niacin

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Related to Niaspan: niacin

niacin:

see coenzymecoenzyme
, any one of a group of relatively small organic molecules required for the catalytic function of certain enzymes. A coenzyme may either be attached by covalent bonds to a particular enzyme or exist freely in solution, but in either case it participates intimately in
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; vitaminvitamin,
group of organic substances that are required in the diet of humans and animals for normal growth, maintenance of life, and normal reproduction. Vitamins act as catalysts; very often either the vitamins themselves are coenzymes, or they form integral parts of coenzymes.
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.

niacin

[′nī·ə·sən]
(biochemistry)
References in periodicals archive ?
And the report says apart from causing increased rate of infection, there is also higher rate of serious bleeding associated with Niaspan.
According to the company, NIASPAN is marketed by AbbVie and is used with diet to reduce elevated TC, LDL-C, Apo B and TG levels and to increase HDL-C in patients with primary hyperlipidemia and mixed dyslipidemia.
No, not if you are able to maintain very low levels of LDL cholesterol, said the authors of the Niaspan study--a position reinforced in an editorial accompanying the article in the New England Journal of Medicine.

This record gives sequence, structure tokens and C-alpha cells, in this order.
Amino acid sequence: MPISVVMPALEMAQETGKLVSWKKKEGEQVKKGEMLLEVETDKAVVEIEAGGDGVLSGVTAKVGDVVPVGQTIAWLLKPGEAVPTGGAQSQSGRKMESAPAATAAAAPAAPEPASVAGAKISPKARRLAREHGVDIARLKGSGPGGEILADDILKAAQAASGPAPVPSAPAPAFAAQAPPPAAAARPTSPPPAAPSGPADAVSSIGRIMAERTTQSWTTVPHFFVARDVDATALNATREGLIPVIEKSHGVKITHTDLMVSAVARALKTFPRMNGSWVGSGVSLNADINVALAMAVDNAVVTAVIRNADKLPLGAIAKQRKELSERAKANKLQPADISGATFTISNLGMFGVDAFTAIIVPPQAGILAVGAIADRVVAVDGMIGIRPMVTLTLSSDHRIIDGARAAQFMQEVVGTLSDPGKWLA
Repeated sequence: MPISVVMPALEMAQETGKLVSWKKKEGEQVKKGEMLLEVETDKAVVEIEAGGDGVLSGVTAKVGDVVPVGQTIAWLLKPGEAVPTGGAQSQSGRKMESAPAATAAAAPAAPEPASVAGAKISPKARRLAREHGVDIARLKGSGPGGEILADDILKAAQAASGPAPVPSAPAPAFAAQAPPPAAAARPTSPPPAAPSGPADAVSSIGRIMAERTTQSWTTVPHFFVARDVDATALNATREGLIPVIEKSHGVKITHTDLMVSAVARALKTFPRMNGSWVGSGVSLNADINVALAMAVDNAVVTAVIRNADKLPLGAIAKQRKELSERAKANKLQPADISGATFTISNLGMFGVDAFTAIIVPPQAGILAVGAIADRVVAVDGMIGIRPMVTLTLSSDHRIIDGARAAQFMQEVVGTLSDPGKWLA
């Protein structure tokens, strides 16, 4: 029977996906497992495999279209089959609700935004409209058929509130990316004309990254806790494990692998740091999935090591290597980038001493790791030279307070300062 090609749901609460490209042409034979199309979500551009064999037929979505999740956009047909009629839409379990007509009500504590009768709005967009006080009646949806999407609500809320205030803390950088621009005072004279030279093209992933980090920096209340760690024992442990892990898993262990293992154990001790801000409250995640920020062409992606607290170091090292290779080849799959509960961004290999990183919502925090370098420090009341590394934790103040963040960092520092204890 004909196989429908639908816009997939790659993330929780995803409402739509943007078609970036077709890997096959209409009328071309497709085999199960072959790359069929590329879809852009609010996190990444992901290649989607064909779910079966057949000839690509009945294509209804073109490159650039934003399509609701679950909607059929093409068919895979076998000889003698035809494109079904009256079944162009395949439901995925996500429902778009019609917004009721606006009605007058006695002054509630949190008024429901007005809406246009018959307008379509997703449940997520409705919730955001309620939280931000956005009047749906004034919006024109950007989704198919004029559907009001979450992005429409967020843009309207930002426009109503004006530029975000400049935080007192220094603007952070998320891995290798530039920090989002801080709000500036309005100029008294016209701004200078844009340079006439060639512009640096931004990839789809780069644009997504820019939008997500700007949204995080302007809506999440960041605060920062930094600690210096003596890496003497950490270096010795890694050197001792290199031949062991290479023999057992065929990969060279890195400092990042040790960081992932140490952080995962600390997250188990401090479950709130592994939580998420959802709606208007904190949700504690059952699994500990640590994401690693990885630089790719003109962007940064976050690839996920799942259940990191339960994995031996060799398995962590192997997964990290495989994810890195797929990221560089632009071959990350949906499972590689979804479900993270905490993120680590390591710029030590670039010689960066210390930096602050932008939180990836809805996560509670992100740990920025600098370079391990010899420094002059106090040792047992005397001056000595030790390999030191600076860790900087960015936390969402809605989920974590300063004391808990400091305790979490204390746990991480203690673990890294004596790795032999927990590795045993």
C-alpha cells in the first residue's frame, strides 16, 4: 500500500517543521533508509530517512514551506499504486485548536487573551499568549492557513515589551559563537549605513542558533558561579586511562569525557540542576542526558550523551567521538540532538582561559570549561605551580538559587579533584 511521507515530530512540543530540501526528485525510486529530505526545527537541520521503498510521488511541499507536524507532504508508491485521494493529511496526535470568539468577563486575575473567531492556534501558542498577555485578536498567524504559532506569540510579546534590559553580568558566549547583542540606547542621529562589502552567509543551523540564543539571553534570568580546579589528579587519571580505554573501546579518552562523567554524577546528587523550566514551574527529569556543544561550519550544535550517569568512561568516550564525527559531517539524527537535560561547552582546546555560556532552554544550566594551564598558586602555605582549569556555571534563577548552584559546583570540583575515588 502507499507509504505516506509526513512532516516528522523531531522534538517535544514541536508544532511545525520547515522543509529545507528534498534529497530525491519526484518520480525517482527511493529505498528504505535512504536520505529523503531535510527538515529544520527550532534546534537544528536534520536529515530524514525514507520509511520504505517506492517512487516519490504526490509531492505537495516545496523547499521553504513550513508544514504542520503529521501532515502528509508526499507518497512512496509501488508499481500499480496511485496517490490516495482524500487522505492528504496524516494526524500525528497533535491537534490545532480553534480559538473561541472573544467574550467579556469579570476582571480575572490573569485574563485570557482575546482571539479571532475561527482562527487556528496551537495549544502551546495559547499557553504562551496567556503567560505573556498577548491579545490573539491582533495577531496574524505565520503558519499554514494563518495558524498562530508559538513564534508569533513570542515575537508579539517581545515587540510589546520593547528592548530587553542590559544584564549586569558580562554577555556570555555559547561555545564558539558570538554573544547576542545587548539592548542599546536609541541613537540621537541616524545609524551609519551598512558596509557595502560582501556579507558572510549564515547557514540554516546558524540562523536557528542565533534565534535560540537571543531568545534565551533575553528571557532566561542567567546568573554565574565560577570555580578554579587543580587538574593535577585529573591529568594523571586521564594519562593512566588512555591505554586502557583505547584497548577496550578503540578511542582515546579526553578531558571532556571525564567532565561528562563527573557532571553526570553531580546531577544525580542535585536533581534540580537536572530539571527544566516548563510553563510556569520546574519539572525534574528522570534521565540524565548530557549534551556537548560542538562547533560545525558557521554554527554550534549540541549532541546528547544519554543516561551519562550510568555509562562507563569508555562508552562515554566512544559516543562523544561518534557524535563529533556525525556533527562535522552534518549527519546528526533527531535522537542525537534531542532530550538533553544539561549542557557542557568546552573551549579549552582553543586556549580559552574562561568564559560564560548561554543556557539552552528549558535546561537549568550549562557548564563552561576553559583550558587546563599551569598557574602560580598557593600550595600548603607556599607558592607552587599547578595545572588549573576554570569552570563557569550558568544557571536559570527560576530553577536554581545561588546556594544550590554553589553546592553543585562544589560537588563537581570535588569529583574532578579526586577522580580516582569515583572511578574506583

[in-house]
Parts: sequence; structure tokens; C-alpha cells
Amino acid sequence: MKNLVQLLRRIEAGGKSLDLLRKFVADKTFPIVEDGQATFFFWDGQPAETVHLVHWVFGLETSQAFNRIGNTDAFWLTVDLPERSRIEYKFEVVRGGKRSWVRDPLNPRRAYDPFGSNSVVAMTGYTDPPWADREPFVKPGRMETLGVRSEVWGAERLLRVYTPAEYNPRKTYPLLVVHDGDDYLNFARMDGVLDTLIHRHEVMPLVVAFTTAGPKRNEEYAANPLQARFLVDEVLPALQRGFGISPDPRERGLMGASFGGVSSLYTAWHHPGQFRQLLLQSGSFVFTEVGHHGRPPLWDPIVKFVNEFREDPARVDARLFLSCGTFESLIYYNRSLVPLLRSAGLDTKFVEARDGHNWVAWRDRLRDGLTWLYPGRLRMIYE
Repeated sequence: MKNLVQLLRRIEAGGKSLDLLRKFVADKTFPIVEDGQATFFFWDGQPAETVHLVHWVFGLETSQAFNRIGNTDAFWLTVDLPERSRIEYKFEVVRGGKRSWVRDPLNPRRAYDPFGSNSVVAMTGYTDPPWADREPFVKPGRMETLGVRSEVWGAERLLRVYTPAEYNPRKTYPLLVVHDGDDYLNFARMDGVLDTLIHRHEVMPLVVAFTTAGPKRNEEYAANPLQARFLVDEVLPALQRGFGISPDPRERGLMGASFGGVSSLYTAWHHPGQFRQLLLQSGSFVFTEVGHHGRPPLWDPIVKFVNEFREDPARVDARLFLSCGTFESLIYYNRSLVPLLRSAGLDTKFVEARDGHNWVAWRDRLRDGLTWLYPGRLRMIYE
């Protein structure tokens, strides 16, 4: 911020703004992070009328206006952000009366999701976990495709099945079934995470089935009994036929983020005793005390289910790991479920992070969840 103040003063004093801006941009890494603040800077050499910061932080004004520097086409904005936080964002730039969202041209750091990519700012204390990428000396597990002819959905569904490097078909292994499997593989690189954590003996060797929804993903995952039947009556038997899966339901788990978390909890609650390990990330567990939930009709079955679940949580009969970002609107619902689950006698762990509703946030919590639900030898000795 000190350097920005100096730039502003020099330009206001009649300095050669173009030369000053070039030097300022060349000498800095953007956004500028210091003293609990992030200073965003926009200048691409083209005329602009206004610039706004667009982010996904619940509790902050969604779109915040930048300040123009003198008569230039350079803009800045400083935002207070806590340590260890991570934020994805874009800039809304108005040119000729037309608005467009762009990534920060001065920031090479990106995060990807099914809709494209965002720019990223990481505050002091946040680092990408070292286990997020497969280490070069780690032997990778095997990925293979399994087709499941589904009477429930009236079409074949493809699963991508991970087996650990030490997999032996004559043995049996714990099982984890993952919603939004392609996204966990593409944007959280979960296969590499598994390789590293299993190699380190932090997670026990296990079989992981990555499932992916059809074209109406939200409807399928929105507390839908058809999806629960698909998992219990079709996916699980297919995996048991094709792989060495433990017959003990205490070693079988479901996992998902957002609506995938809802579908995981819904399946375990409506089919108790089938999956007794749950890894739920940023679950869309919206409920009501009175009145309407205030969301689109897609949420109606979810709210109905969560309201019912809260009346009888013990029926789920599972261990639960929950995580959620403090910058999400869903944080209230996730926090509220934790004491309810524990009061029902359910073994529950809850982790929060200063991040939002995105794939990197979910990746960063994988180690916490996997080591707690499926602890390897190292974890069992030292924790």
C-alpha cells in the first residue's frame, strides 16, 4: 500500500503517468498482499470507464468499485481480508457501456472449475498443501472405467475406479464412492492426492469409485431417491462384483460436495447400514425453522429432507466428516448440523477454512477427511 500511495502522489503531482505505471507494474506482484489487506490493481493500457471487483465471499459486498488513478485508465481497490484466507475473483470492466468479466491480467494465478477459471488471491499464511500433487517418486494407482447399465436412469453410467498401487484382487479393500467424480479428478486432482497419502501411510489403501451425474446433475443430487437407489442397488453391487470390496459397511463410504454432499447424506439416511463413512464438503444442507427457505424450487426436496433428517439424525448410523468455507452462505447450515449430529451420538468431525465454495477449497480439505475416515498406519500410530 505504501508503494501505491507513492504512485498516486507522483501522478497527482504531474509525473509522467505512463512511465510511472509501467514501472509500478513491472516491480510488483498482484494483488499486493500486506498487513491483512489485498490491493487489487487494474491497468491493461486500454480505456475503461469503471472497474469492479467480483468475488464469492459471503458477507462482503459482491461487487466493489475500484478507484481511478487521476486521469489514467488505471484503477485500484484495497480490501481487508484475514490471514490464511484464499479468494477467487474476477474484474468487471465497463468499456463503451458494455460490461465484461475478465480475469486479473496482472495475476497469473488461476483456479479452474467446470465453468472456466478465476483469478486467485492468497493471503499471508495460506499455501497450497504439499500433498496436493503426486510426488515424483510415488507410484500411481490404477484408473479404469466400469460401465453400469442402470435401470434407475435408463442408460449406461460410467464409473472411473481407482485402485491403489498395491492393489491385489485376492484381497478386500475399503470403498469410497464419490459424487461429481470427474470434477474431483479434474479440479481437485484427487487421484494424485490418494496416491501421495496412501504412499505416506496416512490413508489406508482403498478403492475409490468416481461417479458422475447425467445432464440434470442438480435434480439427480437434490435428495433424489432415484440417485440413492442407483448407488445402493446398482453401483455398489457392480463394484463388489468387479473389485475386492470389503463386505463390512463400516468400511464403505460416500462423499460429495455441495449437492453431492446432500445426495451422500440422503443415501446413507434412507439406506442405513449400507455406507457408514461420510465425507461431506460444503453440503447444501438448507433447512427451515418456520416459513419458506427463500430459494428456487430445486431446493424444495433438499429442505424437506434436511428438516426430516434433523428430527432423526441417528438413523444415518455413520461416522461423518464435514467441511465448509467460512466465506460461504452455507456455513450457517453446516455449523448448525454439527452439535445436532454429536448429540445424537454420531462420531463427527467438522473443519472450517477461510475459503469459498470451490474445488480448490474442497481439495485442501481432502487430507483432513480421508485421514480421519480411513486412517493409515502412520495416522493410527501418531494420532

Restrepo Valencia and Cruz (2008) used Niaspan for eight months with three individuals on hemodialysis and six on peritoneal dialysis.
Products Released by 240 min Dissolution Rate (a) (mg/hr) Niaspan 41.
Niaspan is much better tolerated, but it's quite expensive.
Three forms of niacin exist: immediate-release (IR), sustained-release/long-acting (SR/LA), and extended-release (ER), which is currently available only as Niaspan.
The three-year agreement on the drugs, Niaspan and Advicor, will take effect in January, enabling Takeda Pharmaceuticals North America Inc.
As an example of the type of work the group does, Tuten cited a 2006 case on behalf of Kos Pharmaceuticals, the maker of the cholesterol drug Niaspan.
of a clinical trial of Niaspan (which raises HDL) and simvastatin (which
The NIH has ceased a study with Abbott Laboratories' cholesterol fighter Niaspan 18 months early after results showed the drug wasn't successful in preventing heart attacks and may even have increased stroke risk.
He was also part of Kos Pharmaceuticals, where he played an integral role in the launch and successful commercialisation of Niaspan.